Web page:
Soviet production slowed badly. Spare armanents were down to 78,000 compared to 230,000 at the end of August. However, manpower reserves were steadily improving from 140,000 to 230,000.
Although the losses of men and machines were crippling, September had also seen nearly catastrophic losses in terms of territory. Despite the recent attacks, the Germans were firmly entrenched north and south of Moscow and the Soviet fronts in the north and the Ukraine had effectively collapsed as organised formations.
With Moscow, threatened, the Ukraine lost and Soviet forces in the north in disarray it was vital to try and equip all the new formations forming up in the deep rear. As such, Soviet industry was working at near full potential, but this potential was badly depressed by the disruption of having had to evacuate so much:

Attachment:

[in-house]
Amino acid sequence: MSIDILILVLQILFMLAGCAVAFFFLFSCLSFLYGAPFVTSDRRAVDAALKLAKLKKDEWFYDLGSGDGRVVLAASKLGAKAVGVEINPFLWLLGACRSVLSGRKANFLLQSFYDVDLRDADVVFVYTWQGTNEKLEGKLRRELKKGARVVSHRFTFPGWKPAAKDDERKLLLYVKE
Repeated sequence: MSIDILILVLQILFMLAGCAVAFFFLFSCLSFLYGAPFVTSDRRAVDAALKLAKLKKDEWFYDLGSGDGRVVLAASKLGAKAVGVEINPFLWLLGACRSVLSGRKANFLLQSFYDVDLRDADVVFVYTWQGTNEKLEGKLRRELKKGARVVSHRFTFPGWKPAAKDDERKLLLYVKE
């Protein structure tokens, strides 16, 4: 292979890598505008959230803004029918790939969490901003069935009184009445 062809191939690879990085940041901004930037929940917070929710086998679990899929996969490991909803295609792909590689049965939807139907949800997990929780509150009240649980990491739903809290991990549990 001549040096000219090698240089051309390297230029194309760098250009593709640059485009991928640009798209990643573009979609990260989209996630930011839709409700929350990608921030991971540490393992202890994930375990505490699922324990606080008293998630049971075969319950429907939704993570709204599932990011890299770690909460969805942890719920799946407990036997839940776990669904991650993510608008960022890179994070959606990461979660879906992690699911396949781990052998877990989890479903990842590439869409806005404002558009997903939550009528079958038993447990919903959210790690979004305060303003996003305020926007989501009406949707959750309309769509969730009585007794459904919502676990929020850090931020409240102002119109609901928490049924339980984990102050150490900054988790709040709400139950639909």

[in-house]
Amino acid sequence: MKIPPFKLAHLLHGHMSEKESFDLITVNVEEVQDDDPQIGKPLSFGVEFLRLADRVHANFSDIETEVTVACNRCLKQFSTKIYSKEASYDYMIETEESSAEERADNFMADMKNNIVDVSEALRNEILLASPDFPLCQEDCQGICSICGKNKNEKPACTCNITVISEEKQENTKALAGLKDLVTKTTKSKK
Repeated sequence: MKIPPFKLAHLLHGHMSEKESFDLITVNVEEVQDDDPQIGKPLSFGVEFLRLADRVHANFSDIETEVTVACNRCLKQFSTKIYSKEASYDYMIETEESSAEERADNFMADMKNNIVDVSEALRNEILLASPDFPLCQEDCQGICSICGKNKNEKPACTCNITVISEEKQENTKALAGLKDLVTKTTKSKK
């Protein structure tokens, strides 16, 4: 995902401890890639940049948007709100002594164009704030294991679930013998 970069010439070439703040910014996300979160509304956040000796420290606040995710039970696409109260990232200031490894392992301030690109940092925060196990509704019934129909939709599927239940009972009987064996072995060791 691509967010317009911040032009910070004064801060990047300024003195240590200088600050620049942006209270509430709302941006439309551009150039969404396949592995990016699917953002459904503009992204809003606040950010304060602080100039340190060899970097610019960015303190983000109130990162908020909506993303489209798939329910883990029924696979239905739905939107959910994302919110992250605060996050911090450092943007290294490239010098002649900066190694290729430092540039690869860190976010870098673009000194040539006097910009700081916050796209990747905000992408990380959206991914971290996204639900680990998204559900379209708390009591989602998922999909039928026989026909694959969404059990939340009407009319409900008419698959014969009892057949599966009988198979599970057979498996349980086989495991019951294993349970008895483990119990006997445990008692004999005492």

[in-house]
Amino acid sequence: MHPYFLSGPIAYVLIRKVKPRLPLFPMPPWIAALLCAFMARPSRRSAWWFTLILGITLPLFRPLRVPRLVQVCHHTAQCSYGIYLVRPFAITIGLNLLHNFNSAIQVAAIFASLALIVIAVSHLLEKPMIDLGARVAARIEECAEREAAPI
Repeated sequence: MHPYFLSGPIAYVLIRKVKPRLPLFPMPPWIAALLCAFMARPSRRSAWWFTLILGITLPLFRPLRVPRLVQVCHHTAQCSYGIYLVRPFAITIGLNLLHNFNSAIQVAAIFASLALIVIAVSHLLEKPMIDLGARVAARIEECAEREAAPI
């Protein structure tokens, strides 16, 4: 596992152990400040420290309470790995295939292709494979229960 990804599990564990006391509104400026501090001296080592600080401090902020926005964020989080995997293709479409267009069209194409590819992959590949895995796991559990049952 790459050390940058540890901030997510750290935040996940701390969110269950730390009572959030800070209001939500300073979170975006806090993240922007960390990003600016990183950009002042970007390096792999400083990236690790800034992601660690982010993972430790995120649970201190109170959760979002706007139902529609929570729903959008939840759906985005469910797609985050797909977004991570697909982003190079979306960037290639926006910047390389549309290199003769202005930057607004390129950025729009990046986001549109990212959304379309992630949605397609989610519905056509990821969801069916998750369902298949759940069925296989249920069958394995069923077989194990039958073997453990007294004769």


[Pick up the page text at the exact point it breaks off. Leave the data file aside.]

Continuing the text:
In general, immediate reserves of supplies, key resources, ammunition and trucks were adequate for current operations:
However, all forms of heavy weapons were in short supply and the armanents needed to replenish these were dropping alarmingly.
Stavka's planning for October was driven by a simple lack of choice. Around Moscow there was no choice but to fight to hold the current lines. Multiple defensive belts now lay to the west of the city and additional fortifications were being dug to the rear to prevent any chance of the Germans cutting the rail links to the Urals. The counteroffensive by Western Front gave some hope (especially as the Panzer Group had been committed at Kursk not Orel) that the threat to the south of the city had been ended.
However, there were two Panzer Groups to the north and it was assumed the German infantry formations that had just destroyed the Rzhev pocket would soon start to attack Reserve Front.